The One, Nearly Foolproof Technique to Improve Your Teaching

Share on Pinterest
Share this post via email


Want an easy, nearly foolproof technique to improve your teaching? It takes virtually no preparation, is absolutely free, requires no supplies, and works for any topic in your homeschool. You can use it on the couch, in the van, or in a waiting room. It works with little kids and teenagers alike.

This simple yet meaningful teaching tool is asking questions. And in the spirit of asking questions, this entire post is written in a Q & A format.

Q: What’s one of the brain’s favorite things?

A: Mysteries!

Give your brain a mystery to solve, and it is focused and ready to learn.

That's why those clickbait titles on Facebook draw you in so well and get you to click against your better judgement—"First she grabs a pencil, and then you won't believe what she does with it." Hmmm... what did she do with that pencil? Now I really want to know!

Q: What’s one simple practice you can incorporate today to help your children learn?

A: Ask a question before you read!

Like those clickbait article titles, use "thinkbait" questions to pique your children's curiosity about the reading at hand.

Q: Where can I find questions to ask?

A: Pull from your IG or make them up on the fly.

Your Sonlight Instructor’s Guide has questions for most assignments. Rather than read these at the end of the assignment, flip the order!

  1. Begin the assignment by asking the questions.
  2. Do the reading.
  3. Then talk through the answers to the original questions.

By asking questions first, your children get a heads-up about what they should listen for.

Or you can make up questions! If your child is reading Robert Fulton, Boy Craftsman (from History / Bible / Literature D) and comes to the chapter titled Discovery at Conestoga Creek, each of you can guess what you think the discovery will be. It is highly unlikely that any of you will guess what the discover actually is—black lead for a pencil—because that is a random discovery, and there would be no way to predict that from the previous text. But if you get answers like, “Gold!” or “A runaway slave!” or “A puppy!” you are all a little more invested in finding out who was right. (Or who was closest!)

Q: What about wrong answers?

A: In short, whether the answer is right or wrong is largely irrelevant (especially the questions at the start).

If you ask a question before you’ve done the reading, there should be zero expectation that you’ll get the right answer. You’re being questioned on something you haven’t learned yet! These questions are for predicting, guessing, estimating, being creative, and overall activating the brain.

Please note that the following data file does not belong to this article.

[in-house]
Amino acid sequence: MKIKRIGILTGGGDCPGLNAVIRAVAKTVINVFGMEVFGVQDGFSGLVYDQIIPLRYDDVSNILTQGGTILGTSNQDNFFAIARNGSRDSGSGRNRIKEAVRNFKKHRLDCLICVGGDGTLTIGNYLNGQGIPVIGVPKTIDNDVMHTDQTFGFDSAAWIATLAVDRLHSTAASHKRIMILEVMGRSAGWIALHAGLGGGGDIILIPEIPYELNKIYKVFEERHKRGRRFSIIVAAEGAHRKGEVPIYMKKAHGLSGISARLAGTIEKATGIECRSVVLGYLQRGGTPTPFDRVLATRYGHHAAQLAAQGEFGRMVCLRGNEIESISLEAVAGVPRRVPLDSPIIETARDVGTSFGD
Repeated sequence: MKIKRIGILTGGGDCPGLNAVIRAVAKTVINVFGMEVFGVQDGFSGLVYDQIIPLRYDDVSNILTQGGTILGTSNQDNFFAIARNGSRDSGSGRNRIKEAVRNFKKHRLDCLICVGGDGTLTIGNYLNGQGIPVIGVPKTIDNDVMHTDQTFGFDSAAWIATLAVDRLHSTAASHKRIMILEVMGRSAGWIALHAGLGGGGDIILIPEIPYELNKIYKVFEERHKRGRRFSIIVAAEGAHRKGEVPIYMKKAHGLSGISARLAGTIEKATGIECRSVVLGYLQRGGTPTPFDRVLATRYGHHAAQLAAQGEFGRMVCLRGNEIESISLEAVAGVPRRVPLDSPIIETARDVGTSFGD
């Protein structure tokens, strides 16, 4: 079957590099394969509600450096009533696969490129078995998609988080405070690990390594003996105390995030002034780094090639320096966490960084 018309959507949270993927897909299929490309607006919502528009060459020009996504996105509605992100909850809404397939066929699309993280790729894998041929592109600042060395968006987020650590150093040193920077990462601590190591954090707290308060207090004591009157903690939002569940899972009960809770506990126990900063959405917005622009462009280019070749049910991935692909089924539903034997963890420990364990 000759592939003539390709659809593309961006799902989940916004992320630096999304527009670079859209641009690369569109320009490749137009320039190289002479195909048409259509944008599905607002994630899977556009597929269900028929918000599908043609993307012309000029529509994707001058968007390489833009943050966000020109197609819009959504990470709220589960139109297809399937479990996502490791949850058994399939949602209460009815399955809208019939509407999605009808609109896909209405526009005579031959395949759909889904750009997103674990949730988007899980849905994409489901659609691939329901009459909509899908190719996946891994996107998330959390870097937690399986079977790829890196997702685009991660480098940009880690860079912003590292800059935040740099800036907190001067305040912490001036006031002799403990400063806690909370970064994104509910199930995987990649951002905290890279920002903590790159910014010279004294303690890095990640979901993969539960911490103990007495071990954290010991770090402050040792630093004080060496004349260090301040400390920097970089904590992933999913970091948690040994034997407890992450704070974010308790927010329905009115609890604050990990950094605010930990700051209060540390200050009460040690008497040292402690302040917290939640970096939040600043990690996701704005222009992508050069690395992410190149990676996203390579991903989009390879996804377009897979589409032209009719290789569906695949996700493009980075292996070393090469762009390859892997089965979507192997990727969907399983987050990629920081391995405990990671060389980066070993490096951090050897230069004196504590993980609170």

As for the questions after you’ve done the reading, those both help the student solidify what they were learning and help you gauge what they have learned. Of course it’s lovely if your student is able to give the right answer to your questions. But if not, all is not lost. Your teaching method has not failed! Now you, the teacher, have valuable information about what your children don't understand.

  • So you talk about it.
  • You clarify their understanding.
  • You re-read a confusing passage or discuss new vocabulary.
  • You change what the students are allowed to fiddle with as you read.
  • Or you summarize the reading and determine to ask questions more frequently to make sure your children are learning.

Q: So how can you begin?

A: Just start!

Before your next reading, ask a question, and then start to read.


Sonlight integrates Q&A into each program. See for yourself—try three weeks of any Sonlight Instructor's Guide for free. Click here to get one for any level, preschool through twelfth grade.

Share on Pinterest
Share this post via email

Posted in: Amy, Updated Tags: , , ,
Link to this post.

One Response to The One, Nearly Foolproof Technique to Improve Your Teaching

  1. Denise says:

    This is such a good idea. Asking questions before the reading will improve critical thinking and will engage students even more in the reading. This is also a good tactic to teach kids about money. Taking the pressure off of being wrong will make the lesson more enjoyable.

Leave a Reply

Your email address will not be published. Required fields are marked *

Time limit is exhausted. Please reload CAPTCHA.